Tires, how MUCH can they help?

Discussion in 'Road Cycling' started by Khelmick, Jun 23, 2014.

  1. oldbobcat

    oldbobcat Well-Known Member

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    After six years of experience with GP4000s, I've had only one sidewall blowout, and that came after banging sideways into a curb while fiddling with a cleat, or otherwise not paying attention.
     


  2. turtletocheetah

    turtletocheetah New Member

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    Like someone else here pointed out, in my experience same width tires, not much. But if you are replacing a thicker tire to a slimmer one, example 32mm to 25 or 23 mm. Yes you can gain 3-5 mph on an average( at least per my experience). This could vary greatly depending on the wind factor and the particular conditions of the road on that particular day. I ride 32mm regularly, not long ago I rode an Allez with 23s and I did reach a higher top speed and higher average. 3 mph average and 5 mph top speed faster. I think tire thickness does make a difference. If same thickness, I guess it's looking at the specific brands and what that particular tire is made for.( racing, endurance, puncture resistant, etc...)
     
  3. Froze

    Froze Well-Known Member

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    Funny I have had nothing but Conti sidewall failures on all 3 sets (that's 6 tires that failed due to sidewall issues, one set was the GP4000, a set of Gatorskins, and the other a set of 4 Seasons), each a different model, of a road bike tire and these failures occurred long before wearout; and now what I thought I liked, was a set of Conti MTB Sport Contact tires that after just 2 years the sidewalls are brittle and cracked I noticed the other day, and those tires only have about 500 miles on them. I also had the same issues roughly 20 years ago with a set of Conti (can't recall the model). None of my other tires in 40 years suffered such a high degree of problems within the same brand.

    For tires that cost more than most and to have those types of issues I'll never buy another Conti tire...just a personal opinion based on personal experiences. Speaking of experiences, it's also funny I hear a lot of people on forums rave about their Conti tires yet most of my friends who ever tried Conti's all had sidewall issues too...weird huh? Not so weird when you consider Conti's have the thinnest (almost paper thin) sidewalls on the market, and they're fragile on top of it. Maybe I'm weird for wanting a tire that will last till the tread is worn out and not having to pay $45 or so for a tire only to see it fail before it's half worn out.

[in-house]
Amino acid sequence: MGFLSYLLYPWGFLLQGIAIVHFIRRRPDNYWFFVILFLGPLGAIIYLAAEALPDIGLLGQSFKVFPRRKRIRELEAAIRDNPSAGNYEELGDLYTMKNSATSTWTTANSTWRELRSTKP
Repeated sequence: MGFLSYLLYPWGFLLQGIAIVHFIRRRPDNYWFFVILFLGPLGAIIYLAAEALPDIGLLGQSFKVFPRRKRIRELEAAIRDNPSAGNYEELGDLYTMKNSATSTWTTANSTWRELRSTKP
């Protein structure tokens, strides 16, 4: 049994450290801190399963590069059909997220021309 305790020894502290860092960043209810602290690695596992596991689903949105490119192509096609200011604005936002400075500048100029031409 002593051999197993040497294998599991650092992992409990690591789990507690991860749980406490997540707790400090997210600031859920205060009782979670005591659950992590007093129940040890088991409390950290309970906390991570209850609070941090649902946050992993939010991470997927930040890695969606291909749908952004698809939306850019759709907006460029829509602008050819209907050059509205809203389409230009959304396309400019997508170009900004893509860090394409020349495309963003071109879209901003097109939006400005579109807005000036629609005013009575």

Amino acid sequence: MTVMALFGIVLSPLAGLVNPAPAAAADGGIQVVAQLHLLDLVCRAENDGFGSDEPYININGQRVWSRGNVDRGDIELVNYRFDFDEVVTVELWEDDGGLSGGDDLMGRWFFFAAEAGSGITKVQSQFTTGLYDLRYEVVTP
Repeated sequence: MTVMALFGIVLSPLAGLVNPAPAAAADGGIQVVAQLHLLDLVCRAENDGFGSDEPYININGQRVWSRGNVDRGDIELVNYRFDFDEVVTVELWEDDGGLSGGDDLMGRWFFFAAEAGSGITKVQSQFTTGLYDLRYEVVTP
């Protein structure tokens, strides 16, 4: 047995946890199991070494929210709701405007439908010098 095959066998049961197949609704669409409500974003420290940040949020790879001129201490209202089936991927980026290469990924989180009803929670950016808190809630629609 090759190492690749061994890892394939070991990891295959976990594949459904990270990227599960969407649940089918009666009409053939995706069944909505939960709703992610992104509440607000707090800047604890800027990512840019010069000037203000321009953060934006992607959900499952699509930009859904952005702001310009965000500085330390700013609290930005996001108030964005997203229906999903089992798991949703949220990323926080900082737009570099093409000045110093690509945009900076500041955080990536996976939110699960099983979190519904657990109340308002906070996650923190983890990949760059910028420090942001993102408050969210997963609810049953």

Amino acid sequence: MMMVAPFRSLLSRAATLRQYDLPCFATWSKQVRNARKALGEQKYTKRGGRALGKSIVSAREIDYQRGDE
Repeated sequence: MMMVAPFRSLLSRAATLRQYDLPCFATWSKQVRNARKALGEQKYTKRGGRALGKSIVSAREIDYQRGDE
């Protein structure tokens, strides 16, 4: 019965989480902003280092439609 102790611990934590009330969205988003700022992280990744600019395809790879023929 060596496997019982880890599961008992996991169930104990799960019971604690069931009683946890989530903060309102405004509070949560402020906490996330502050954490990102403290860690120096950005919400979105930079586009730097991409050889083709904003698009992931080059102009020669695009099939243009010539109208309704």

If I had those issues with all tires than I would say it's me, but in 40 years of riding to have constant issues with the same brand...no it's not me. Being a tightwad that I am, I don't see the logic of spending $45 for a tire that lasts about 1800 miles when I can pay less (actually the average price I pay is low because I buy closeouts for $45 to $60 retail tires for $19 to $30) and have the tire last 4,000 miles.

    Again, just my opinion based on my personal experiences.
     
  4. maydog

    maydog Well-Known Member

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    Whatever speed increase you got from changing tires was probably more due to the type of tire than the width. I have a good pair of touring 700x35c tires on my cross bike with a fairly thick tread. This bike itself is pretty heavy and I sit more upright on it, looking at my averages commuting, I am maybe 2mph slower at worst. Rolling resistance for a larger, slick tire is pretty good compared to a narrow tire.

    If you are running a knobby, stiff large tire - the difference to a narrow training or racing tire will be much greater.
     
  5. AyeYo

    AyeYo Member

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    Isn't the new logic actually that wider tires have LOWER rolling resistance due to less PSI at the contact patch?
     
  6. Froze

    Froze Well-Known Member

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    While that is true it's only true up to a certain width, the current thought is once you go over a 700x25 you begin to increase that rolling resistance as the tire gets wider, thus a 28 will have more rolling resistance not less than a 25. I think there isn't a whole lot of difference between a 23 and a 25 or even a 28 but as the tire gets wider it gets progressively worse rolling resistance. I'm am talking about on the road not off road.